When I've nothing my leisure to hinder
I scarce get as far as the eaves;
Her head's instant out of the window
Calling out like a press after thieves.
The young men all fall to remarking,
And laugh till they're weary to see't,
While the dogs at the noise begin barking,
And I slink in with shame from the street.
My mother's aye jealous of loving,
My father's aye jealous of play,
So what with them both there's no moving,
I'm in durance for life and a day.
O who shall I get for to marry me?
Who will have pity to woo?
Tis death any longer to tarry me,
And what shall a poor maiden do?
If I sigh through the window when Jerry
The ploughman goes by, I grow bold;
And if I'm disposed to be merry,
My parents do nothing but scold;
And Jerry the clown, and no other,
Eer cometh to marry or woo;
They think me the moral of mother
And judge me a terrible shrew.
For mother she hateth all fellows,
And spinning's my father's desire,
While the old cat growls bass with the bellows
If eer I hitch up to the fire.
I make the whole house out of humour,
I wish nothing else but to please,
Would fortune but bring a new comer
To marry, and make me at ease!
Posted by Arborfield at 6:00 am
On Martinmas eve the dogs did bark,
And I opened the window to see,
When every maiden went by with her spark
But neer a one came to me.
And O dear what will become of me?
And O dear what shall I do,
When nobody whispers to marry me--
Nobody cometh to woo?
None's born for such troubles as I be:
If the sun wakens first in the morn
"Lazy hussy" my parents both call me,
And I must abide by their scorn,
For nobody cometh to marry me,
Nobody cometh to woo,
So here in distress must I tarry me--
What can a poor maiden do?
The black and yellow bumble first on wing
To buzz among the sallow's early flowers,
Hiding its nest in holes from fickle spring
Who stints his rambles with her frequent showers;
And one that may for wiser piper pass,
In livery dress half sables and half red,
Who laps a moss ball in the meadow grass
And hoards her stores when April showers have fled;
And russet commoner who knows the face
Of every blossom that the meadow brings,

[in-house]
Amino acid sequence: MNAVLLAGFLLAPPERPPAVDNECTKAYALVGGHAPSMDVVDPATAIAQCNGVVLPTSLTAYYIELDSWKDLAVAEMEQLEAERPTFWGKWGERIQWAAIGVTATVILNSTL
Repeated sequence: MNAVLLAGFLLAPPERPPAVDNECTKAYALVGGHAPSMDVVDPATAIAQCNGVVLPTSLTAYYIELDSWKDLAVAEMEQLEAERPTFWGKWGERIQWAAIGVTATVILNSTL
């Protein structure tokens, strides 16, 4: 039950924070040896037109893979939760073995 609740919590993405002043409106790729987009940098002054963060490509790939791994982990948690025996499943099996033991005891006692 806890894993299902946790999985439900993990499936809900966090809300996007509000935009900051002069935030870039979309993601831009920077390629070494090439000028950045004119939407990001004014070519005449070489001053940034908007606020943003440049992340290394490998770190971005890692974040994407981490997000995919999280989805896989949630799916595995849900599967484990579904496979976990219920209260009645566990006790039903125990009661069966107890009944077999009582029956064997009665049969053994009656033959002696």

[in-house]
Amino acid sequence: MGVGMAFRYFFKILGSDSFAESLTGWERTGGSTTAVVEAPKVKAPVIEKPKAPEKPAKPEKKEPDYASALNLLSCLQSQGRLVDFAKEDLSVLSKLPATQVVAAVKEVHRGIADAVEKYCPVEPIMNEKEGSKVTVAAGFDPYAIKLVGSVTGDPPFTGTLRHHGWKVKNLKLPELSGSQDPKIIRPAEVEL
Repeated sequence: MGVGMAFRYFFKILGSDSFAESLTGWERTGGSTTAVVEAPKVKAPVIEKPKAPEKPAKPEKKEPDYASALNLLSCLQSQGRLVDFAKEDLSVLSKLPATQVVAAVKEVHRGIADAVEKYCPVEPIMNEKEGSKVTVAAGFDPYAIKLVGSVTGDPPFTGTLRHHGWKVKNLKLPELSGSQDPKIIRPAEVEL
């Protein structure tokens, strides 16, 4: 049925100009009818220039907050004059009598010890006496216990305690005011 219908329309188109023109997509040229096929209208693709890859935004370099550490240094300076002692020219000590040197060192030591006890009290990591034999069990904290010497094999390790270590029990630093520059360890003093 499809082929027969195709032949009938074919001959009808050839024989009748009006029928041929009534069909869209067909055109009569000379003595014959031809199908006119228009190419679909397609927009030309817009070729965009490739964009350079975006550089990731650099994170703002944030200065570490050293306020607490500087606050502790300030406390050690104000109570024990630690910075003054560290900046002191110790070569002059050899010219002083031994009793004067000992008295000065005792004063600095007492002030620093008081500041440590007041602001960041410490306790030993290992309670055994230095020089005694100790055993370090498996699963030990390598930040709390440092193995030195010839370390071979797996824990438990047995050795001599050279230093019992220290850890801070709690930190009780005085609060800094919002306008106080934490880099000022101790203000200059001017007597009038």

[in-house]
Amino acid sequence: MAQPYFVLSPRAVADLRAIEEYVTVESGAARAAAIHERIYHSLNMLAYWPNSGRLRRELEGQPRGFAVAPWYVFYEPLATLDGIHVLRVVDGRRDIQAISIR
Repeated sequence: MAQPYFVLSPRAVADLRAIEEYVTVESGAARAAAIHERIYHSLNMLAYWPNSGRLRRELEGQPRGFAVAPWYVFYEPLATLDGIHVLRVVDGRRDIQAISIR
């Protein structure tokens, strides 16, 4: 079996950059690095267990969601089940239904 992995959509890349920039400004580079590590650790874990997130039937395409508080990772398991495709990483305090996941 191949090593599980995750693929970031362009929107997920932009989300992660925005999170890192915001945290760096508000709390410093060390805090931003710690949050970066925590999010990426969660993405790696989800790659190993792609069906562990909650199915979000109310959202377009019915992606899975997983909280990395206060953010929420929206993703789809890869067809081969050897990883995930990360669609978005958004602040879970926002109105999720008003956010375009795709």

Starting the traveller to a quicker pace
By threatening round his head in many rings:
These sweeten summer in their happy glee
By giving for her honey melody.
Posted by Arborfield at 8:35 am
Grasshoppers go in many a thumming spring
And now to stalks of tasseled sow-grass cling,
That shakes and swees awhile, but still keeps straight;
While arching oxeye doubles with his weight.
Next on the cat-tail-grass with farther bound
He springs, that bends until they touch the ground.
Posted by Arborfield at 12:00 pm
The wind waves oer the meadows green
And shakes my own wild flowers
And shifts about the moving scene
Like the life of summer hours;
The little bents with reedy head,
The scarce seen shapes of flowers,
All kink about like skeins of thread
In these wind-shaken hours.
All stir and strife and life and bustle
In everything around one sees;
The rushes whistle, sedges rustle,
The grass is buzzing round like bees;
The butterflies are tossed about
Like skiffs upon a stormy sea;
The bees are lost amid the rout
And drop in [their] perplexity.
Wilt thou be mine, thou bonny lass?
Thy drapery floats so gracefully;
We'll walk along the meadow grass,
We'll stand beneath the willow tree.
We'll mark the little reeling bee
Along the grassy ocean rove,
Tossed like a little boat at sea,
And interchange our vows of love.
Posted by Arborfield at 8:08 am
"My love is young and handsome
As any in the town,
She's worth a ploughman's ransom
In the drab cotton gown."
He sang and turned his furrow oer
And urged his team along,
While on the willow as before
The old crow croaked his song:
The ploughman sung his rustic lay
And sung of Phoebe all the day.
The crow he was in love no doubt
And [so were] many things:
The ploughman finished many a bout,
And lustily he sings,
"My love she is a milking maid
With red rosy cheek;
Of cotton drab her gown was made,
I loved her many a week."
His milking maid the ploughman sung
Till all the fields around him rung.
How sweet to be thus nestling deep in boughs,
Upon an ashen stoven pillowing me;
Faintly are heard the ploughmen at their ploughs,
But not an eye can find its way to see.
The sunbeams scarce molest me with a smile,
So thickly the leafy armies gather round;
And where they do, the breeze blows cool the while,
Their leafy shadows dancing on the ground.
Full many a flower, too, wishing to be seen,
Perks up its head the hiding grass between,--
In mid-wood silence, thus, how sweet to be;
Where all the noises, that on peace intrude,
Come from the chittering cricket, bird, and bee,
Whose songs have charms to sweeten solitude.
Posted by Arborfield at 7:45 am
Above the russet clods the corn is seen
Sprouting its spiry points of tender green,
Where squats the hare, to terrors wide awake,
Like some brown clod the harrows failed to break.
Opening their golden caskets to the sun,
The buttercups make schoolboys eager run,
To see who shall be first to pluck the prize -
Up from their hurry see the Skylark flies,
And oer her half-formed nest, with happy wings,
Winnows the air till in the cloud she sings,
Then hangs a dust spot in the sunny skies,
And drops and drops till in her nest she lies,
Which they unheeded passed - not dreaming then
That birds, which flew so high, would drop again
To nests upon the ground, which anything
May come at to destroy. Had they the wing
Like such a bird, themselves would be too proud
And build on nothing but a passing cloud!
As free from danger as the heavens are free
From pain and toil, there would they build and be,
And sail about the world to scenes unheard
Of and unseen, - O were they but a bird!
So think they, while they listen to its song,
And smile and fancy and so pass along;
While its low nest, moist with the dews of morn,
Lies safely, with the leveret, in the corn.